Then it’s up to the nearby cliffs for a look at the Cape Foulwind lighthouse. Although there’s been a lighthouse here since 1876, the current building dates from 50 years later when the keepers were laid off and operations automated. But there’s little romance in an automated, concrete-towered lighthouse, so we quickly move on to something of more interest: the fur seal colony at Tauranga Bay, just a couple of miles up the coast.
We’ve already seen many more fur seals on this trip than I’d expected. It’s reckoned that before the ancestors of the Maori arrived in the thirteenth century, the islands that now make up New Zealand were home to around 3 million fur seals. The new arrivals were dedicated seal hunters and by the time of Captain Cook’s arrival in the late 18th century there were an estimated 1.5m-1.8m seals left, about a 40% decline.
That loss was nothing compared to the effect of European sealing, which peaked between about 1790-1820. It’s estimated that this new wave of sealing activity reduced the population to about 10,000 animals, or about 0.4 % of the pre-human population.
Today, the Department of Conservation estimates the country’s fur seal population is about 200,000 animals, about 5% – 10% of pre-human numbers. By any standards this is a remarkable recovery, and we’re pleased to enjoy the consequence of this at Tauranga Bay, where there are plenty of good-looking fur seals strutting their stuff.
But we haven’t done with coastal scenery as we head off to visit Pancake Rocks. These are the centrepiece of Paparoa National Park, which is famed for its variety of stunning landscapes.
The Pancake Rocks are layered limestone formations dating back 30 million years, when layers of lime rich mud were deposited on the seabed and then overlain with weaker sheets of soft mud and clay. The seabed was slowly tilted and raised to form coastal cliffs, and wind and water have etched out the soft layers to produce the unmistakable “stack of pancakes” effect.
The result is a bizarre, fascinating landscape which is quite unlike anything I’ve ever seen before. Even better there are plenty of birds passing the time of day, sitting on the rocks or whizzing swiftly between them. Mrs P manages to capture an image of a Caspian Tern heading off, probably in search of lunch.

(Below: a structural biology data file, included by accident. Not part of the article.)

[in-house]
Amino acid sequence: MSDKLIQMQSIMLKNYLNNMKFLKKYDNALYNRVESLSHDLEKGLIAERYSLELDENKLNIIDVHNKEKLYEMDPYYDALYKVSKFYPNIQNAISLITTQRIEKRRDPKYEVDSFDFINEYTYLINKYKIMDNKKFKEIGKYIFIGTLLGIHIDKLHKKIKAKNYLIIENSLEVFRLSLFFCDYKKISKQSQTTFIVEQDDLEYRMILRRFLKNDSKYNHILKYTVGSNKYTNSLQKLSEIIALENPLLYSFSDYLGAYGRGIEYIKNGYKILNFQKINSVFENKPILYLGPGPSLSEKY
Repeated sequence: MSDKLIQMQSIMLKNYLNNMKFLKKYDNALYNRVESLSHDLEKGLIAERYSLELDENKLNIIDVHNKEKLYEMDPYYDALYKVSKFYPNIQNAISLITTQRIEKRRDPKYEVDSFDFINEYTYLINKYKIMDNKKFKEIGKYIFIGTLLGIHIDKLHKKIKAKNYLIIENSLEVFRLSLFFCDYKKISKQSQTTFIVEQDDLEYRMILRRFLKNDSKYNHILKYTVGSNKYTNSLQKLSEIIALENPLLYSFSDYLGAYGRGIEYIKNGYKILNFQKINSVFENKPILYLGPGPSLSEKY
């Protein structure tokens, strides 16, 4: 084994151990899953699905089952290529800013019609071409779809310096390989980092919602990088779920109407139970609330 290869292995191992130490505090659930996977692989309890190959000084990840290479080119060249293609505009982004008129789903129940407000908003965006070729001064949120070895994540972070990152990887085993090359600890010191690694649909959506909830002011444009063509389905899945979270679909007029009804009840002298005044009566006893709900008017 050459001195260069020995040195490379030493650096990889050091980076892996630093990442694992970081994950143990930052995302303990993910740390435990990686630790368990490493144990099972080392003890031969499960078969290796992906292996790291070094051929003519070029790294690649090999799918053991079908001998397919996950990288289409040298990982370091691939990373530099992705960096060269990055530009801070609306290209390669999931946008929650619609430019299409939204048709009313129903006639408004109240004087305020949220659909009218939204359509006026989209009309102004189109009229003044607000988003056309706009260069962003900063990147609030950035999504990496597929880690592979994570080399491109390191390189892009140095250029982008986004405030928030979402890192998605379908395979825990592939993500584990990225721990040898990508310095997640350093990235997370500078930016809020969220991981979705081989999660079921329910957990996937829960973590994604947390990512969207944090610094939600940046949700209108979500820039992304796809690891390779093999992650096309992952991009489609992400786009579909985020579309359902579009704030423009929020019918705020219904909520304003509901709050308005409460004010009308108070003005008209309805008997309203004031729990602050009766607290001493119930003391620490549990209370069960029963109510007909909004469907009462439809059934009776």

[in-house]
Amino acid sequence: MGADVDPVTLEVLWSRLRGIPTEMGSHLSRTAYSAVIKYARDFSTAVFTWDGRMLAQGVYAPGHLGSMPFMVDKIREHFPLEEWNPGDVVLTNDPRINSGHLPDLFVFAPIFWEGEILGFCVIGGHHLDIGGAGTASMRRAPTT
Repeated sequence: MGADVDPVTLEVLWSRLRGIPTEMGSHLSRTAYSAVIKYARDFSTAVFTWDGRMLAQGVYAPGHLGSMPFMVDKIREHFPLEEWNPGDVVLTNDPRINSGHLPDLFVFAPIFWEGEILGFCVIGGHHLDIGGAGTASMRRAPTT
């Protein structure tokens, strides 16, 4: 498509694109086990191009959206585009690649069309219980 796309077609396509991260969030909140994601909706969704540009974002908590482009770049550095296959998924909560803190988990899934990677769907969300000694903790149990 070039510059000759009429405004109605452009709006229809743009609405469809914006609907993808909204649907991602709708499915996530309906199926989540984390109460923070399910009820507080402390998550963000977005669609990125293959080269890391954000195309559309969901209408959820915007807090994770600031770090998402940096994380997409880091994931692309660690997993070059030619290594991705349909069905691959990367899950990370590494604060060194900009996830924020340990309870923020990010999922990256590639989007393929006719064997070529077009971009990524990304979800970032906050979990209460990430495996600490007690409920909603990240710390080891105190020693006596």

New Zealand has 15,000 kilometres of coastline, supposedly the ninth longest of any country. Today we’ve been treated to some of its best bits, and as we head towards the famous Fiordlands on the south-west of South Island it should get even better … and even wetter.
It’s a rainforest down there and the clue, as they say, is in the word “rain.” Good job we’ve packed our rain gear.
We’re spending our three nights in Kaikoura in an upmarket B&B, or “homestay” as they call it in these parts. Our room faces a soaring, snow-capped mountain, and is a haven of peace and tranquillity.
It wasn’t always this way. We ask our host, Neal, about the Great Kaikoura Earthquake, that struck almost three years ago, on 14 November 2016. At a magnitude of 7.8 it was the second largest earthquake ever recorded in New Zealand, and inevitably caused major damage and disruption.
Neal explains that Kaikoura was totally cut off by road for several weeks, and although the main State Highway 1 running south was re-opened a few days before Christmas it took a further 12 months for the same Highway to be opened again to the north of the town. These were dark days for Kaikoura, but Neal notes that it brought out the best in people, who all rallied around one another at this time of greatest need.
But worst of all for Kiwis up and down the country, the earthquake resulted in the untimely demise of the Kaikoura-based New Zealand Marmite factory. This was widely regarded as a national tragedy, and was the catalyst for some unspeakable displays of anti-social behaviour whereby a few disreputable individuals quickly worked out what the earthquake meant for their favourite savoury spread and bought up as many jars as they could carry.
Marmite hoarding did not become a capital offence, but from what we’ve been told, many die-hard lovers of the sticky, salty, dark brown food paste would have voted for just that in a referendum.
Some smart-arses proposed that this was a good time for more Kiwis to embrace Vegemite, the Australian alternative to Marmite. However this was widely ridiculed: after all, the die-hards asked, what true-blooded Kiwi would ever willingly insert anything Australian into their mouths?